2014-07-24 06.32.07


In other news, the rainy season is here…lots of mud but I would much rather have mud than all that dust.  In fact, I’m sort of proud of my muddy feet.  I feel like a pioneer woman who will not let a little mud keep her from doing kingdom work! LOL!  The rain makes everything so green and the vegetation grows fast.  People are planting their gardens for the second harvest of the year around October.  Dr. Katie’s garden is producing corn, squash, tomatoes, cucumber, watermelon, zucchini, beans and more.  The beans still have a couple of months to go but that harvest will be huge!  I am blessed to be one of the recipients of this bountiful garden.  It has been wonderful watching it grow.  In the US, we are so far removed from the cycles of planting and harvesting.  It really does feel like fruit and vegetables grow in grocery stores.  But not so here in Uganda. May sound strange but I feel more thankful for the food because when it comes right out of the garden…it feels more like it is coming from the hand of God.

Bountiful Garden

Bountiful Garden

Tomorrow I will begin my third round of the oral chemo.  I continue to do well on it.  Sometimes it is hard to know if some symptoms are related to chemo or just everyday life in Uganda.  You may think it’s too much info…but if you go two or three weeks without a bout with diarrhea… you are doing really well! LOL!  Just being real.  All in all…I can’t complain.  I feel healthy. I’m getting more exercise.  I’m sweating a lot.  I’m drinking more water. I’m eating more fruits and vegetables.  My doctors would be proud.

My three year work visa has been approved and I will travel to Kampala next week to pick up my passport.  I’m getting low on some supplies that can only be purchased in Kampala so it will be a shopping trip as well.  Sandra has to go to Uganda Christian University to pick up exams for the students.  End of the term is in two weeks.  I’m still trying to get the Basic Computing class ready for their exam.  The lack of resources here is a challenge.  We need a table top copier to make handouts for classes.  We need a couple of more computers.  We need more books for the students. We need a continual source of power to the library where the computers are kept. I’m learning quickly that you have to do the best with what you’ve got.  Things that would take me 15 minutes to do back home might now take several hours.  If I need copies of study notes for students, I must go into town to make copies.  Anyway, I’m seeing firsthand how challenging it can be without the basics.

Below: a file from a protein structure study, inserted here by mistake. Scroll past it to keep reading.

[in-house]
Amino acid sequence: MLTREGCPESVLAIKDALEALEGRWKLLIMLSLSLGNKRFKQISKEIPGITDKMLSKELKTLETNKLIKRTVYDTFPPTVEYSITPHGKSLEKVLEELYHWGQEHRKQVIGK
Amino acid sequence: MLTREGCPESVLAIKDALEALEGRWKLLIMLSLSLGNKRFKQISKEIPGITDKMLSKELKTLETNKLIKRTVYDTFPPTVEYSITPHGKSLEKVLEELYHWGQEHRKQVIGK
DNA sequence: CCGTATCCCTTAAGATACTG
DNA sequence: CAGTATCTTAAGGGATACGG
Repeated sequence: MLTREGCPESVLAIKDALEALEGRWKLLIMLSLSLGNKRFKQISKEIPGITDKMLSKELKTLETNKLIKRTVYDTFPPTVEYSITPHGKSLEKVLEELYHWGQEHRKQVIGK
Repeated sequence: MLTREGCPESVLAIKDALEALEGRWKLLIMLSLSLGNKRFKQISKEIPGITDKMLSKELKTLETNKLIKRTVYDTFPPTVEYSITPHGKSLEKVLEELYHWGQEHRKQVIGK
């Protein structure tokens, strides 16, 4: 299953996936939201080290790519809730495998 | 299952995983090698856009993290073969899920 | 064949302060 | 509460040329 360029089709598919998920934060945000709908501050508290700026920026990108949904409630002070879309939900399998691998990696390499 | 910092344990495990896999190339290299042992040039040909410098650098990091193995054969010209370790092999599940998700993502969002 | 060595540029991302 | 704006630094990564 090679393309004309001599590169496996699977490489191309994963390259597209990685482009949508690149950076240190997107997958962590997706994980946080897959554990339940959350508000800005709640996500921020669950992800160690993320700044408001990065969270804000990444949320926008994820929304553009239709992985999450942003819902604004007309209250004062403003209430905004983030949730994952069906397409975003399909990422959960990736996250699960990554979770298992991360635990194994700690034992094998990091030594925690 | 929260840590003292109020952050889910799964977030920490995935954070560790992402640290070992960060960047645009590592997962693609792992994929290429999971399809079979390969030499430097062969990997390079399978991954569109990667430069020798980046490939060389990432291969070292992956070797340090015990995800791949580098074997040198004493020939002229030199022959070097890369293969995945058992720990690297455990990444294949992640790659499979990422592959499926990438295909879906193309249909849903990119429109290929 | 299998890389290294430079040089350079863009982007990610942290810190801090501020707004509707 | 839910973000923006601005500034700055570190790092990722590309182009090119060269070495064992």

Time to close this blog post out.  Thanks for your continued prayers and support.  If you would like to partner with me in this ministry, you can do so through Paypal by clicking on the donate button.  Please prayerfully consider becoming a partner.

May God bless you abundantly!

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5 Responses to From Under the Mosquito Net

  1. Jack Rankin says:

    E – What would be the least expensive way to send a computer if one became available?   Jack Rankin 4575 Saint Christopher Lane Seabrook Island, SC  29455 843.697.8060


    • Hi Jack! It’s impossible to ship a computer here. Would cost more to ship than to buy new in Kampala. A desktop here costs about $350 if you or anyone else would like to make a donation. You can send it to St. James and note that it is for Diocese of N. Uganda computer for theological college. Perhaps you could pass the word around, Jack. That would be awesome.

  2. Marion Lee says:

    Thank you so much for sharing your amazing walk of faith there in Uganda! Every submission is a blessing to read and see with your eyes into this wonderful place God has taken you!
    I can hear the rain, see the tears of joy, and feel the pulse of the life in Spirit you are embracing
    there as you write! I’m so thankful and prayerful for His Abundant Provisions in every step…much Love sent to you! Father God keep you safe and blessed in all you put your hand to!

  3. Buddy Howle says:

    Just found your information at Holy Cross. I was so happy to find out what you are up to. You have always been in my prayers, and it is sad and yet wonderful to know you are in Africa doing God’s work….. It’s a long ways to travel to get one of your great hugs! Meg sends her love. Your blog gives us specific information for our prayer time,so keep it up….the thought of you brings a smile to our faces!!!!